Suspensions 81 have a spring-like quality which biases or maintains them in parallel relationship relative to one another. A motor assembly 31 having a conventional voice coil motor is also mounted to pivot assembly 23 opposite head gimbal assemblies 29. Movement of an actuator drive arm 33 (indicated by arrow 35) moves head gimbal assemblies 29 radially across tracks on the disks 15 until the heads on assemblies 29 settle on the target tracks.
Referring now to FIGS. 2 and 3, one surface of each arm 21 carries a thin integrated lead layer 41 having an insulative substrate 43 beneath a plurality of electrically conductive traces 45. In the preferred embodiment, substrate 43 is formed from polyamide or another polymer and traces 45 are formed from copper. Lead layer 41 extends from magnetic heads 29 along the length of arm 21 and is connected to controller 19. As shown in FIG. 4, lead layer 41 has a thickness or height 47 which is measured from a upper surface of flexure 28 to an upper surface of traces 45. Each arm 21 also has a pair of insulative pads 51, 53 mounted to flexure 28 on each side of traces 45. In the preferred embodiment, pads 51, 53 are formed from polyamide or another polymer.
Each pad 51 has a plurality of protrusions or bumps 55 extending therefrom for providing additional height. With bumps 55, pads 51 have a height 57 which is greater than height 47 of lead layer 41 for preventing contact between traces 45 and magnetic disks 15 when hard disk drive I I is exposed to shock vibration. Bumps 55 also prevent contact between traces 45 and insertion tools such as a head separator. Bumps 55 may be formed on the trace side of flexure 28 by a local heat process such as a hot plate or laser texturing. In an alternate embodiment (FIG. 5), flexure 28 can be formed with protuberances or humps 71 and then coated with a polyamide layer 73 or other polymer on top of humps 71 to form bumps 55. Bumps 55 extend above conductor 45. A third embodiment is shown in FIG. 6. This version is similar to FIG. 5, but humps 71 are replaced by holes or voids 75. A polymer layer 77 is extends across voids 75 and is treated to form bumps 55. Alternatively, stainless steel may be etched onto the back of the polyamide on flexure 28 before a heat process is used to make bumps 55 from the load beam side. In FIG. 7, a fourth alternative shows stand-alone polymer guard rails or bumpers 85 on each side of traces 45. Pads 53 may also be formed with bumps 55 in any of these embodiments.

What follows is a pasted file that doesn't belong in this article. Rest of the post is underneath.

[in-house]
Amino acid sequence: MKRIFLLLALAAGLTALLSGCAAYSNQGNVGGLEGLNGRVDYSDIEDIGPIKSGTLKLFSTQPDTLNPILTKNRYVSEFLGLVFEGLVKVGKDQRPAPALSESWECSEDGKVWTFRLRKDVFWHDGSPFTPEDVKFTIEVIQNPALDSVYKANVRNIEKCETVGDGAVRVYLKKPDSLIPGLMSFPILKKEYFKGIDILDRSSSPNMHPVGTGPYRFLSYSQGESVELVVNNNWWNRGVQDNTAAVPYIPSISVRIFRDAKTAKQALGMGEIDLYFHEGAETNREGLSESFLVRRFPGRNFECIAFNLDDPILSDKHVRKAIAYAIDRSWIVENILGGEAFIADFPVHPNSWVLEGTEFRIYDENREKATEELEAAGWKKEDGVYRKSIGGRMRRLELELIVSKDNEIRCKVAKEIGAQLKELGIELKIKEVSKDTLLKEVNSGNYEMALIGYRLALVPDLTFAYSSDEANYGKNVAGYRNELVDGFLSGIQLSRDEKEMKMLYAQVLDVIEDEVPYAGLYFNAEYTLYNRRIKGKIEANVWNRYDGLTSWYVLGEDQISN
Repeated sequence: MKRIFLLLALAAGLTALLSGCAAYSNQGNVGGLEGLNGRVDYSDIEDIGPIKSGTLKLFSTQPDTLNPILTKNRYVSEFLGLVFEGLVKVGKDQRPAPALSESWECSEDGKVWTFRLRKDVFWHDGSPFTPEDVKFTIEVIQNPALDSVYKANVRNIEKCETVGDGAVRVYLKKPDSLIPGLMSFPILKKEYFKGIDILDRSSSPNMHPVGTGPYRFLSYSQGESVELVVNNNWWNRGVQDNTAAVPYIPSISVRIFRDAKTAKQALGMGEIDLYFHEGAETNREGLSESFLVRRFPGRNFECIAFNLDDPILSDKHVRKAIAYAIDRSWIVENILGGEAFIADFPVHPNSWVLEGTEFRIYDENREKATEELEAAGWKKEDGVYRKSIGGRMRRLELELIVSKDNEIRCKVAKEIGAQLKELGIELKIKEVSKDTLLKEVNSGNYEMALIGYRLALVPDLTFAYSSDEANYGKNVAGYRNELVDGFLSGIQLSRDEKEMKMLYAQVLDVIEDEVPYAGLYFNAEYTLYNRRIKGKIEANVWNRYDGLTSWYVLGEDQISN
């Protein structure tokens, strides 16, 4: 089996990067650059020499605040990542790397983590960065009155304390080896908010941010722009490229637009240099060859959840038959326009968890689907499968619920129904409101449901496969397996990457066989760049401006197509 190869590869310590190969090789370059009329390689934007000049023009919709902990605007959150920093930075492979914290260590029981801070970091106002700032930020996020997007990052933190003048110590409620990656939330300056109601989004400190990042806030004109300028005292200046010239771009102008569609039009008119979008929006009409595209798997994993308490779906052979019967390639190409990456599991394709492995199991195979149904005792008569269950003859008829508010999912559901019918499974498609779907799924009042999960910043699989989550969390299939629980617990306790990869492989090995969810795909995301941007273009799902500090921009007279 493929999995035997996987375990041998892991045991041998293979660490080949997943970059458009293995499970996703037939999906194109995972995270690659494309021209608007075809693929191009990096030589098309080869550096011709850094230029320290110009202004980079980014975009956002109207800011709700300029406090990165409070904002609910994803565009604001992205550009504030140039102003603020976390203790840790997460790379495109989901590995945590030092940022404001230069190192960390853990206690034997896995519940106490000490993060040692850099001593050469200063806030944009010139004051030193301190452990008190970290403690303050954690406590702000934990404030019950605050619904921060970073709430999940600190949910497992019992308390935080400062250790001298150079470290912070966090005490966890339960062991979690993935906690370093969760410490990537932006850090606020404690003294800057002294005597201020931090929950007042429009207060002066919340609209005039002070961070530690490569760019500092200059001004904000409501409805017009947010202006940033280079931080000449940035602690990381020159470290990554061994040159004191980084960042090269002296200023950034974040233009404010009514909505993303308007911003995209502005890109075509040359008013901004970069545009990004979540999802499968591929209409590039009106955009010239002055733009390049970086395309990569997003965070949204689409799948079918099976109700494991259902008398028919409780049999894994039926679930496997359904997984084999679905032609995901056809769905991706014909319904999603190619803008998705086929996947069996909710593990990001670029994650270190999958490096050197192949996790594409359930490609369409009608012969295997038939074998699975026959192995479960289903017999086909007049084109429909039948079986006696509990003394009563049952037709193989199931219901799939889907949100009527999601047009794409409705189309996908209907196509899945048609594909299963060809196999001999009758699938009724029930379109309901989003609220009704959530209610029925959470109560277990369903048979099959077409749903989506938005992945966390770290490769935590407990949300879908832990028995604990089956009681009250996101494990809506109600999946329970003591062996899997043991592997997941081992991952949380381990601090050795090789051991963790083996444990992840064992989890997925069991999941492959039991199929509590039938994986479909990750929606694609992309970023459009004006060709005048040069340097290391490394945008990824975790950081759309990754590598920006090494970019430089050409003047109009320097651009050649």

In FIGS. 2 and 3, a flange or side portion 61 of each pad 51 extends beyond a side edge 63 of flexure 28. Side portions 61 are provided to prevent contact between the sharp stainless steel edges of flexure 28 and a plastic head separator clip (not shown) for preventing the generation of particles from the separator clip.